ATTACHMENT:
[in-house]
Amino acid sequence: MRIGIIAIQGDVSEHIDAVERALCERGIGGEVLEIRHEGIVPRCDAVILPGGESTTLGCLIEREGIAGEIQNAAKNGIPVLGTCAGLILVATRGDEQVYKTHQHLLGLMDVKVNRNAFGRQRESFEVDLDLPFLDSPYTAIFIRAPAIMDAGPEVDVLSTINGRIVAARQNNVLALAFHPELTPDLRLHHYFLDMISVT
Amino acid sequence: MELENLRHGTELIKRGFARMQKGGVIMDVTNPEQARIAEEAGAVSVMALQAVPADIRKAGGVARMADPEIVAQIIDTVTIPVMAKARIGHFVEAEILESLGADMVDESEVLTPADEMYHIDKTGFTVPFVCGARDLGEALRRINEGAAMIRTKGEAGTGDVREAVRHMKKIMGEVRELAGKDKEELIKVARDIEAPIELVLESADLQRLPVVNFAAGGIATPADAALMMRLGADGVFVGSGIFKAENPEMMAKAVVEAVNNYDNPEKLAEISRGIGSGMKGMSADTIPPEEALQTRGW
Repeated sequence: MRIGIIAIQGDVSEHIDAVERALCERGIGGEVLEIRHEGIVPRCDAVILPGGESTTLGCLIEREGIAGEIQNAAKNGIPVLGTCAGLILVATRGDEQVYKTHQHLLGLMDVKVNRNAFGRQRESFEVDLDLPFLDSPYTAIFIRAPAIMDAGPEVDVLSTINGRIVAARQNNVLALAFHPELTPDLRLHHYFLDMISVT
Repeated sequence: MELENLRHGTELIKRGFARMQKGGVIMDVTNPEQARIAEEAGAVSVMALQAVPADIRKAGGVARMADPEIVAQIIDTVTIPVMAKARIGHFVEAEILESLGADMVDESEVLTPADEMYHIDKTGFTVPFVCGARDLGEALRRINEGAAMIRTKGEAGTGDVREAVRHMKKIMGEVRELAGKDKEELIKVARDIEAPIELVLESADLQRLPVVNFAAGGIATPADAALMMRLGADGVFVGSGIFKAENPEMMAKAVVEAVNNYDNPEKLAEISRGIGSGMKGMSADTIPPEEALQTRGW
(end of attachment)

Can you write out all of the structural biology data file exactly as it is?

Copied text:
[in-house]
Amino acid sequence: MRIGIIAIQGDVSEHIDAVERALCERGIGGEVLEIRHEGIVPRCDAVILPGGESTTLGCLIEREGIAGEIQNAAKNGIPVLGTCAGLILVATRGDEQVYKTHQHLLGLMDVKVNRNAFGRQRESFEVDLDLPFLDSPYTAIFIRAPAIMDAGPEVDVLSTINGRIVAARQNNVLALAFHPELTPDLRLHHYFLDMISVT
Amino acid sequence: MELENLRHGTELIKRGFARMQKGGVIMDVTNPEQARIAEEAGAVSVMALQAVPADIRKAGGVARMADPEIVAQIIDTVTIPVMAKARIGHFVEAEILESLGADMVDESEVLTPADEMYHIDKTGFTVPFVCGARDLGEALRRINEGAAMIRTKGEAGTGDVREAVRHMKKIMGEVRELAGKDKEELIKVARDIEAPIELVLESADLQRLPVVNFAAGGIATPADAALMMRLGADGVFVGSGIFKAENPEMMAKAVVEAVNNYDNPEKLAEISRGIGSGMKGMSADTIPPEEALQTRGW
Repeated sequence: MRIGIIAIQGDVSEHIDAVERALCERGIGGEVLEIRHEGIVPRCDAVILPGGESTTLGCLIEREGIAGEIQNAAKNGIPVLGTCAGLILVATRGDEQVYKTHQHLLGLMDVKVNRNAFGRQRESFEVDLDLPFLDSPYTAIFIRAPAIMDAGPEVDVLSTINGRIVAARQNNVLALAFHPELTPDLRLHHYFLDMISVT
Repeated sequence: MELENLRHGTELIKRGFARMQKGGVIMDVTNPEQARIAEEAGAVSVMALQAVPADIRKAGGVARMADPEIVAQIIDTVTIPVMAKARIGHFVEAEILESLGADMVDESEVLTPADEMYHIDKTGFTVPFVCGARDLGEALRRINEGAAMIRTKGEAGTGDVREAVRHMKKIMGEVRELAGKDKEELIKVARDIEAPIELVLESADLQRLPVVNFAAGGIATPADAALMMRLGADGVFVGSGIFKAENPEMMAKAVVEAVNNYDNPEKLAEISRGIGSGMKGMSADTIPPEEALQTRGW